You are now in the newbie training grounds. Take some time to look around. Notice the booths with question marks. You can shift and left-click on these to get more information on what they are. Press i to bring up your inventory and left-click and drag your shirt and weapon to your character slot on the right of the screen. (You will have to scroll up to find this - use your mouse wheel to do this if you have one.) You also have a healing kit and first aid kit. Rightclicking this will restore health lost in battle. Your starting nano crystal as an adventurer is Quick Heal. Nano crystals are AO’s equivalent of spells. You can right-click this to put it in your spell bank, but you have to meet the skill requirements needed to use it. Bring up the skill screen by clicking on skills at the bottom of the screen Shift-left-click on the nano crystal to find out which skills you need to use it, and adjust them accordingly on the skill screen by putting IP (improvement points) into the necessary skill (you will find nano skills under the section Nano and Aiding).
You are now ready to kill something in the face. Find a victim - a snake or a reet will do (left-click on it to select it as a target), and press Q to attack your target with your weapon. Note that the colour of the target indicates its difficulty level. Green ones are generally easy, yellow are harder, and red will hand your arse to you on a plate. You get more experience points for killing harder enemies, but you will have to pick easy targets to start with until you get better weapons and armour later in the game.
The Next Step
As you successfully kill more creatures you will gain experience and move up in level. Stay in the training ground until you reach level three or four, then leave and enter the big bad city where you will find mission terminals, shops and places of interest. Missions will earn you money and items, and are a great way to get armour and equipment during the first ten levels. Feel free to explore the city and use the chat channels (particularly the ooc channels) to ask for advice from other players if you need it. (Select the channel and press enter to type a message for everyone in the channel to read.) Keep an eye on the shopping channels to see if anyone is selling items you need. Many people sell nano crystals in this channel for much less than you pay for them in the shops. Try to get into teams with other people too. Remember there is safety in numbers, and you will have to team with other people eventually to see the more advanced dungeons. For further help, press enter and type /help. This will give you advice on many things in the game, from the very basics to the more intricate parts of the interface. From here, you’re on your own. Good luck and enjoy Anarchy Online.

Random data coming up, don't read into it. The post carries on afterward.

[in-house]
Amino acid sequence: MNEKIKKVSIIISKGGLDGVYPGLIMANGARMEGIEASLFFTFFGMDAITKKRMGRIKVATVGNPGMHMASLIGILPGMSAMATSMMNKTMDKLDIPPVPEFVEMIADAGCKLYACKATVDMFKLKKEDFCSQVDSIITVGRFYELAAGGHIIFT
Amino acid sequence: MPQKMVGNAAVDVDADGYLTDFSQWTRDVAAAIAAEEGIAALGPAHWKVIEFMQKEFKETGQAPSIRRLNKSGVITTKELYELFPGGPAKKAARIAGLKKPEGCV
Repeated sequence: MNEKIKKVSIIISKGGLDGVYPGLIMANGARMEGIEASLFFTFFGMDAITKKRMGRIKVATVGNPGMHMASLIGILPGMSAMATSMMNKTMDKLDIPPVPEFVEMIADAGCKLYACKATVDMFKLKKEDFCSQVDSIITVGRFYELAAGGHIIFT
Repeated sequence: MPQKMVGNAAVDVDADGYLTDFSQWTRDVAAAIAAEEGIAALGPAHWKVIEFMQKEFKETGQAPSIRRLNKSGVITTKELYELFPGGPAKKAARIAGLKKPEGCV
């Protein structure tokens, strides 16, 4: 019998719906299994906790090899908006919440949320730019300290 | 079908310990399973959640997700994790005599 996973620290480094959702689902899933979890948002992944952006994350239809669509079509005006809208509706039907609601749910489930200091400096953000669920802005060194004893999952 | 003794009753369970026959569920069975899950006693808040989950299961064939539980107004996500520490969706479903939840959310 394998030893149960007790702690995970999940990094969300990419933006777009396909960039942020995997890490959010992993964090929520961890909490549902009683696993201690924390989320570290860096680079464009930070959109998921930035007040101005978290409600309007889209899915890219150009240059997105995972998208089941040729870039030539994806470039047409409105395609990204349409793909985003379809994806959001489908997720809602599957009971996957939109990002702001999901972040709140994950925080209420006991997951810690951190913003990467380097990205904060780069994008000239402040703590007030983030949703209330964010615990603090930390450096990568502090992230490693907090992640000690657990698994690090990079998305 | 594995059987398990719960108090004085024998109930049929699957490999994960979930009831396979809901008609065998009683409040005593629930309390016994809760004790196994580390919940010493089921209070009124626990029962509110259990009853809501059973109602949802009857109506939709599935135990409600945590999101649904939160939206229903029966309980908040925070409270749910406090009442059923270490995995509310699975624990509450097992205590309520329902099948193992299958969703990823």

Download Anarchy Online
- PC compatible
- Operating systems: Windows 10/Windows 8/Windows 7/2000/Vista/WinXP
All things considered, Anarchy Online has made a rather impressive start. Yes, there are bugs galore, there are memory issues that cause what most people would erroneously describe as lag, when in fact it's a rather serious memory allocation problem that renders the game almost unplayable in crowded areas for people with less than 512Mb of RAM. There are lag issues too and comedy design faults that are slowly being rectified. But this is the world of online RPGs. Everquest was just as bad when it was first released, and Ultima Online was much worse. Almost six weeks into its official release, Anarchy Online is finally approaching a vague sense of uneasy stability. It's not perfect, but it's playable. If you're used to playing Everquest or Asheron's Call and you launch into Anarchy Online expecting the same sort of smooth gameplay, you will be disappointed. Anarchy Online has a long, long way to go before it realises its true potential, but already the signs are there that Funcom will get to the top of the online RPG ladder eventually. Whether or not you want to get involved in the early days of Anarchy Online, complete with its ups and downs, highs and lows, is up to you. Fortunately, it's not a decision you will have to make alone. What follows is a detailed account of my experiences in Anarchy Online in the first six weeks of its release. The rest is up to you.
Brave New World